Strangers in Good Company

Strangers in Good Company ★★★★★

"You never heard the one about the two old ladies who went into the woods for a tramp?"
"But he got away."

NOPEtober 2020 Film #28 of 31

Cynthia Scott's loosely scripted Canadian docufiction hybrid gem Strangers in Good Company -- alternatively known as The Company of Strangers -- is EXACTLY the kind of film I needed to help round out NOPEtober, as we hit the home stretch of positive stories, musicals, comedies, and uplifting documentaries.

But this isn't simply a feel-good flick, it's a modern feminist classic, criminally underseen. And it's a masterpiece.

In the countryside of Quebec, seven older women travel on an outing -- Mohawk elder Alice (Alice Diabo), U.S.-born Quebecer Constance (Constance Garneau), English woman Winnie (Winifred Holden), U.K.-born Cissy (Cissy Meddings), feminist lesbian Mary (Mary Meigs), Catholic nun Catherine (Catherine Roche), and Montrealite Beth (Beth Webber) -- driven in a small bus by the younger Michelle (Michelle Sweeney). In this remote area, their bus breaks down, and immediately the 27-year-old Michelle hurts her ankle. So, some of the gang heads out, finding an abandoned cottage of one of the women from decades ago. Others stay back and try to fix the bus. All the while, they realize they might have to stay here a bit, and during this impromptu sojourn, converse about what they discover in the wild and what they discover about themselves and one another.

With only a story outline written by Gloria Demers and with input from director Scott, the cast of Strangers in Good Company were given loose instructions but generally provided freedom to discuss anything they wanted. We don't know what the trip was for, what the destination was, or how these women know (or don't know) each other. In time, we lean small bits of it, but not nearly as much as any traditional movie would build towards. There's no big reveal, there's no interesting twist, there's no secret to discover. However despite all that lack of usual narrative, what some forth in this Canadian indie classic is truly magical.

It's quiet -- though occasionally guided by a lovely score from Marie Bernard -- and pensive at parts, sweet and endearing in some others, and honestly very funny at just the right times and with just the right tone that Cynthia Scott heightens. She allows the women to form groups, trios, or pairings, and discuss whatever they want. Birds, music, family, frogs, work, love, loss, life, death, everything and anything as they spend a few days together. While they each have different lives and backgrounds, these seniors (aged about 66 to 88) begin to learn a great deal about what unites them. And since Scott films with such authenticity, at no moment does one ever assume that anything in this story isn't also authentic. Every moment is pieced together perfectly with warmth, yet slowly as the film moves along there is a creeping sadness. Despite this group of eight together, helping and consoling, they each are alone, and they cannot help but contemplate death and fear.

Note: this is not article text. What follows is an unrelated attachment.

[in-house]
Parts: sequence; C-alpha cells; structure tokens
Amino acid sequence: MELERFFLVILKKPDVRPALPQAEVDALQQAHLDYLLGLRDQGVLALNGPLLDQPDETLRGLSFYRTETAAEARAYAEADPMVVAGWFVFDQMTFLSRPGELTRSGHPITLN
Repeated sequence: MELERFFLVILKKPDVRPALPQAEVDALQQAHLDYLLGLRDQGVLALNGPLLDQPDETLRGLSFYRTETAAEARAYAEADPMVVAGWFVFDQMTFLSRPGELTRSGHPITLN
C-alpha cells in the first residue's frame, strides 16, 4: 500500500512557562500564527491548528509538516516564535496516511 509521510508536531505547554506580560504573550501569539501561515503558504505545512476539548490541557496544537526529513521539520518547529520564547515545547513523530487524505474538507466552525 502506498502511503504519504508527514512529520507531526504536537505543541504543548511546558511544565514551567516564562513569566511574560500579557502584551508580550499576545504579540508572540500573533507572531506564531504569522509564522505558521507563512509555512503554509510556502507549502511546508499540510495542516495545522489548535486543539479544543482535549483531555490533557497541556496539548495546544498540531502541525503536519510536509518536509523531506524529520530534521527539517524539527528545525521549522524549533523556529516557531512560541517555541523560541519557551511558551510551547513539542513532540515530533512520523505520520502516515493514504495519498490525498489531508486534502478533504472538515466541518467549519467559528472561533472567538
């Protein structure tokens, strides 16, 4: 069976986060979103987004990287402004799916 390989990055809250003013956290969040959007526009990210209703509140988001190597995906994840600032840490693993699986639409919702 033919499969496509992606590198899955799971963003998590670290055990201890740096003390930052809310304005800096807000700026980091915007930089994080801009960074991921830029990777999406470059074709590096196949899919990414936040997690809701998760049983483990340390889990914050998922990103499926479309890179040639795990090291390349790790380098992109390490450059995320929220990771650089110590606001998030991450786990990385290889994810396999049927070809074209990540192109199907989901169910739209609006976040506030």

When women are just allowed to talk, and a film is developed around these conversations with no sense of cliché or prefabrication, the most beautiful truths are uttered and observed. Audiences don't have to worry about contrived circumstances, hammy acting, or stereotypical characters. The women on screen as just being themselves, even if they are characters to an extent, and the dialogue is just so utterly fucking refreshing because as soon as you hear it you know it is real. They talk just a little bit over one another as real people do, they stumble and stutter randomly as we all do sometimes, they tell jokes that fall flat but our acquaintances laugh at anyway. That's life, and it feels so good to see it on screen with such wonderful realness, especially on the decidedly unsexy theme of depicting the elderly.

A newly perfect movie needs to be filmed expertly, and this surely is absolutely beautiful cinematography from David De Volpi of the Quebec forests, lakes, and green hills and grasses. But an even more magical thing happens in-between those gorgeous shots and revealing conversations: Scott shows small montages of photos from the women's real life, past and present, to further highlight the thematic elements of aging and mortality. These moments are just another heartbeat in the rhythm of this little miracle of a movie.

I can't remember the last time I enjoyed a picture this much. Absolutely magnificent.

Added to My Subjective List of the Best Narrative Films.

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